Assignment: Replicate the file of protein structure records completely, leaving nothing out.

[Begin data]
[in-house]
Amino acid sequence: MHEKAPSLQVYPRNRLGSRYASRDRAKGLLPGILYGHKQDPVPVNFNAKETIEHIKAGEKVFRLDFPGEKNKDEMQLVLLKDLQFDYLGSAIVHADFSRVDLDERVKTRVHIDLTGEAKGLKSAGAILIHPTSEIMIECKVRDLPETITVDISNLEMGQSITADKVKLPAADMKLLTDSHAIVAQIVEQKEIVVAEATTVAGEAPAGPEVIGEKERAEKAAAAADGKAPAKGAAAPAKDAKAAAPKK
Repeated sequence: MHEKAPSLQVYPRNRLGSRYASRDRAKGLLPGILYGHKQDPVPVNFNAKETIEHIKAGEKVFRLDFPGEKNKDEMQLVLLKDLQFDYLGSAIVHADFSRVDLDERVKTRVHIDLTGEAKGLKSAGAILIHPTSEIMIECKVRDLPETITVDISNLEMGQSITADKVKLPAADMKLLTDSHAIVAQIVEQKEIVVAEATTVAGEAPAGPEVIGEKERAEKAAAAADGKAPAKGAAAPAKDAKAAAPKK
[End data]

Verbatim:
[in-house]
Amino acid sequence: MHEKAPSLQVYPRNRLGSRYASRDRAKGLLPGILYGHKQDPVPVNFNAKETIEHIKAGEKVFRLDFPGEKNKDEMQLVLLKDLQFDYLGSAIVHADFSRVDLDERVKTRVHIDLTGEAKGLKSAGAILIHPTSEIMIECKVRDLPETITVDISNLEMGQSITADKVKLPAADMKLLTDSHAIVAQIVEQKEIVVAEATTVAGEAPAGPEVIGEKERAEKAAAAADGKAPAKGAAAPAKDAKAAAPKK
Repeated sequence: MHEKAPSLQVYPRNRLGSRYASRDRAKGLLPGILYGHKQDPVPVNFNAKETIEHIKAGEKVFRLDFPGEKNKDEMQLVLLKDLQFDYLGSAIVHADFSRVDLDERVKTRVHIDLTGEAKGLKSAGAILIHPTSEIMIECKVRDLPETITVDISNLEMGQSITADKVKLPAADMKLLTDSHAIVAQIVEQKEIVVAEATTVAGEAPAGPEVIGEKERAEKAAAAADGKAPAKGAAAPAKDAKAAAPKK